Lieutenant Andrea Kerr from Omagh Open Detachment Army Cadet Force says, “We’re all about giving young people opportunities to learn and develop with challenge, sport and outdoor activities, all provided within a supportive and friendly environment.

“While they are having fun and forging new friendships, they are generating skills and achievements which will stand them in good stead as they apply for college or university or take their first steps into the world of work.”

Pilot Officer Graham Dodds, Commanding Officer of 72 (Omagh) Squadron Air Cadets adds, “There are benefits for the whole family, too.  Providing the sort of opportunities which come as standard for Cadets would stretch most family budgets but, with us, activities are free or very low in cost.  Even the annual camp experience which is a high point of the Cadet year won’t put too much pressure on the Bank of Mum & Dad, and we even provide free uniforms!  

“Still more important, parents know that we’ll work to bring out the best in their kids, and that every adventurous activity the Cadets undertake is done with the benefit of expert tuition and under professional, and always encouraging, supervision.   This is the perfect way to prise your teenage boys and girls away from technology, replacing virtual lives dominated by mobiles and computers with active, healthy real-life adventure and new friendships.”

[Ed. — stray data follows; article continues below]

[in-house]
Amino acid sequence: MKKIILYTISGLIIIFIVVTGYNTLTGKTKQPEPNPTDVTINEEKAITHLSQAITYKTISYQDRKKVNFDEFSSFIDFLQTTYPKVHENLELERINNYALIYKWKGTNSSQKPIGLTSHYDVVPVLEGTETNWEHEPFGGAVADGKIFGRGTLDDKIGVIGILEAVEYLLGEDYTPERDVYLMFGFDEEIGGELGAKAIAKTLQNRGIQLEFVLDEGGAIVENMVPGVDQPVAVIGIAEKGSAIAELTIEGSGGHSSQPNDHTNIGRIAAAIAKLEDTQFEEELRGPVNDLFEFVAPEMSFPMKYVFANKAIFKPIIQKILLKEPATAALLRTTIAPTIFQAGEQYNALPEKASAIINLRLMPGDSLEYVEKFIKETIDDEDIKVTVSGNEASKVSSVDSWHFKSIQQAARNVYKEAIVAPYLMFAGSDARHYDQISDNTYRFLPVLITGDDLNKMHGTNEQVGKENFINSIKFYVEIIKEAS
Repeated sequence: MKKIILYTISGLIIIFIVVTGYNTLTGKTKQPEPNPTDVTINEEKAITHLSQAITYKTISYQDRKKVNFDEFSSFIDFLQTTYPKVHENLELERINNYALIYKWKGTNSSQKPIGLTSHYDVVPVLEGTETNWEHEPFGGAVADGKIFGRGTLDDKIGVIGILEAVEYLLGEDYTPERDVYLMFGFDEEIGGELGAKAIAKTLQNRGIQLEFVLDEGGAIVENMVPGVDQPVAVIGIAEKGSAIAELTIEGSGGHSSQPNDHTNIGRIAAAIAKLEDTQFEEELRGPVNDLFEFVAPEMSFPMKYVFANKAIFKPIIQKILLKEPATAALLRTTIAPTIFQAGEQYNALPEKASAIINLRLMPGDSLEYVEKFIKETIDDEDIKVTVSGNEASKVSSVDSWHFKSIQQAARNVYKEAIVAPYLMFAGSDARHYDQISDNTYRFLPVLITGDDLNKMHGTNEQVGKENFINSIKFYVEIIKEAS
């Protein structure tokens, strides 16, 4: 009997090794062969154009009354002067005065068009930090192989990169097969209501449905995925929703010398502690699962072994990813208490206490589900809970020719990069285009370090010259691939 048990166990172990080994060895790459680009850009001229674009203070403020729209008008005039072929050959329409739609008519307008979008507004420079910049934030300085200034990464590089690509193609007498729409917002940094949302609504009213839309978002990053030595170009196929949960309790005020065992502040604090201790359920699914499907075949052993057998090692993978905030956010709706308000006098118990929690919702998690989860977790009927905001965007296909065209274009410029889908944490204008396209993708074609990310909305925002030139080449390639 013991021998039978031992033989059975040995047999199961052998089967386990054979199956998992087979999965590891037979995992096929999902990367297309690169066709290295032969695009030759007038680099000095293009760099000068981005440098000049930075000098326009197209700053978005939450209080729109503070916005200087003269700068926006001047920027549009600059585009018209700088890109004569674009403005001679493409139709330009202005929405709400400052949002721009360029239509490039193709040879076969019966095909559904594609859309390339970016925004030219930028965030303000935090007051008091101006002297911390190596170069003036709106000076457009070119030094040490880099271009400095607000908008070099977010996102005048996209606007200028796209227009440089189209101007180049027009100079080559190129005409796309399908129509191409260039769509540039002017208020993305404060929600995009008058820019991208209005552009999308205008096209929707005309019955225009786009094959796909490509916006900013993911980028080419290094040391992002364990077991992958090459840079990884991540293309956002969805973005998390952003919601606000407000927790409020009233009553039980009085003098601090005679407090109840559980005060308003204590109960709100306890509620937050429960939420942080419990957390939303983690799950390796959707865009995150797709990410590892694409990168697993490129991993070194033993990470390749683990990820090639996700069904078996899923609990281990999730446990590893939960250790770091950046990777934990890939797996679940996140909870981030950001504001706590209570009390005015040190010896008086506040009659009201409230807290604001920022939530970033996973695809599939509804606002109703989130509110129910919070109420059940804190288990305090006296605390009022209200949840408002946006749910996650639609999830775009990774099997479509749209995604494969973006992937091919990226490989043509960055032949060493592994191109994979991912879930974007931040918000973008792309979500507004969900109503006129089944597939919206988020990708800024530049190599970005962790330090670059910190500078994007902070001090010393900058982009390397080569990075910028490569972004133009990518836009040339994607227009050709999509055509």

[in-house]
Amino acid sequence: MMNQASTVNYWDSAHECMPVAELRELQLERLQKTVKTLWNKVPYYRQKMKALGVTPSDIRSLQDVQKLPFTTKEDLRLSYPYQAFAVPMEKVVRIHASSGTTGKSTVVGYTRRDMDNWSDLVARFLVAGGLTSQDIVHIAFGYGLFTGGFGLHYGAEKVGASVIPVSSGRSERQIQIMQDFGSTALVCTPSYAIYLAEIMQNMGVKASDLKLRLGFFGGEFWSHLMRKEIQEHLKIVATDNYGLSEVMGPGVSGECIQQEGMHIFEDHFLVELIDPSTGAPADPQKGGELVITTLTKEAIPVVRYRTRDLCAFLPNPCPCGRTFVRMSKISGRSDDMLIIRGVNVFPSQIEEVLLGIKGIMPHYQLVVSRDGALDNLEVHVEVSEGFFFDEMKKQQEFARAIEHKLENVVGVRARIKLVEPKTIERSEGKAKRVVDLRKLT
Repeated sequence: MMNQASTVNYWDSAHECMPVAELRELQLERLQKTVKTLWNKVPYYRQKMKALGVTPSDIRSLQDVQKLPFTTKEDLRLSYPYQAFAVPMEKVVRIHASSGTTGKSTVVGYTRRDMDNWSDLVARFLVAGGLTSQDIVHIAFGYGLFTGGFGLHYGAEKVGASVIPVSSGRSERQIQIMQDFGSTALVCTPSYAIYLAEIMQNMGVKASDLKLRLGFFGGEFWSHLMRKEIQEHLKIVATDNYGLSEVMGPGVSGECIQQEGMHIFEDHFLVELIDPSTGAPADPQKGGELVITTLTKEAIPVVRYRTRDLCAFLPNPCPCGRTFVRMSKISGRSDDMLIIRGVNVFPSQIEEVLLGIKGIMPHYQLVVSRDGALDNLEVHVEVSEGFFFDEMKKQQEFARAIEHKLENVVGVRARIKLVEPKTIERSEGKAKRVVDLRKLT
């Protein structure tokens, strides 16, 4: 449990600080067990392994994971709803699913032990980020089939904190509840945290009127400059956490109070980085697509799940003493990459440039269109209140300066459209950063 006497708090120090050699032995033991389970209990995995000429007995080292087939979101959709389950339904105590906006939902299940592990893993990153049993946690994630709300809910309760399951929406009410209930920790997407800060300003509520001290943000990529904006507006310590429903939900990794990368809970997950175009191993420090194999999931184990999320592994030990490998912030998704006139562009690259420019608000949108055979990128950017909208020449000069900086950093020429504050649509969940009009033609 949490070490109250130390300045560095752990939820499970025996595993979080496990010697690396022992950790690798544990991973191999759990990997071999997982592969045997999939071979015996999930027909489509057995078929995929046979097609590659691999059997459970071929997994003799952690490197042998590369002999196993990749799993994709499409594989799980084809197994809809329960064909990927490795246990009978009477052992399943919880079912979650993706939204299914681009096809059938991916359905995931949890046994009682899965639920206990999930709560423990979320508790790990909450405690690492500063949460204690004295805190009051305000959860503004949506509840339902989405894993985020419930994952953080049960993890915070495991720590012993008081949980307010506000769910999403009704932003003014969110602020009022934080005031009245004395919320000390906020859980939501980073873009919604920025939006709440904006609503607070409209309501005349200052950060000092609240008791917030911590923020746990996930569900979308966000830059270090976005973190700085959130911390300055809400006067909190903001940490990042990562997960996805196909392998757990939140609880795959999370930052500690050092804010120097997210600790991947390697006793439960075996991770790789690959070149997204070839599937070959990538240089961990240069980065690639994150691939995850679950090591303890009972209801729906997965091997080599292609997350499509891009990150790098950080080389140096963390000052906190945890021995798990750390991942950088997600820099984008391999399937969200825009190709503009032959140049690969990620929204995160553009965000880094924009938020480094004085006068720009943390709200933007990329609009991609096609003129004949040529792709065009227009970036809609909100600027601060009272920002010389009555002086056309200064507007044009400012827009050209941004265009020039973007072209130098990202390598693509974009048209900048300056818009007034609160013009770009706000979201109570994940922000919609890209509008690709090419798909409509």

Above left: Cadet Colour Sergeant Rachel McIlwaine, the Lord Lieutenants Cadet for the City of Londonderry and Cadet Colour Sergeant Thomas Morgan, the Lord Lieutenants Cadet for the County of Londonderry gave a presentation on the cadets. Above right: Cadet Corporal George Donnell from Omagh Air Cadets impressed everyone with his piping.

Recruiting for new Cadets is already under way, with ‘newbies’ invited to choose between the Army Cadet Force which meets on Wednesday evenings, from 7-9.30pm and the Air Training Corps which meets on Thursdays, also from 7-9.30pm.

Both ACF and ATC are also seeking to recruit new Adult Instructors.  Colonel Rollins says, “We’re looking for men and women to join the fantastic team of Adult Instructors who already work in Omagh. We’re open-minded about applicants’ age and you certainly don’t have to be super fit.  Neither do you need to be a fully qualified youth worker or teacher: you just have to be passionate about inspiring and working with young people and we’ll provide the necessary training and support to help you become an Adult Instructor.  This is the perfect way for adults to put something back into their community.”

The move to new premises gave Omagh Cadets the perfect opportunity to demonstrate their community ethos in action.  Their old portable buildings were presented to the living history project ‘War Years Remembered’ for refurbishment and re-use.  The Northern Ireland-based charity exists to bring history to life for all generations, giving young and old a unique insight into war-time life on the battlefield and on the homefront through imaginative dioramas and community engagements.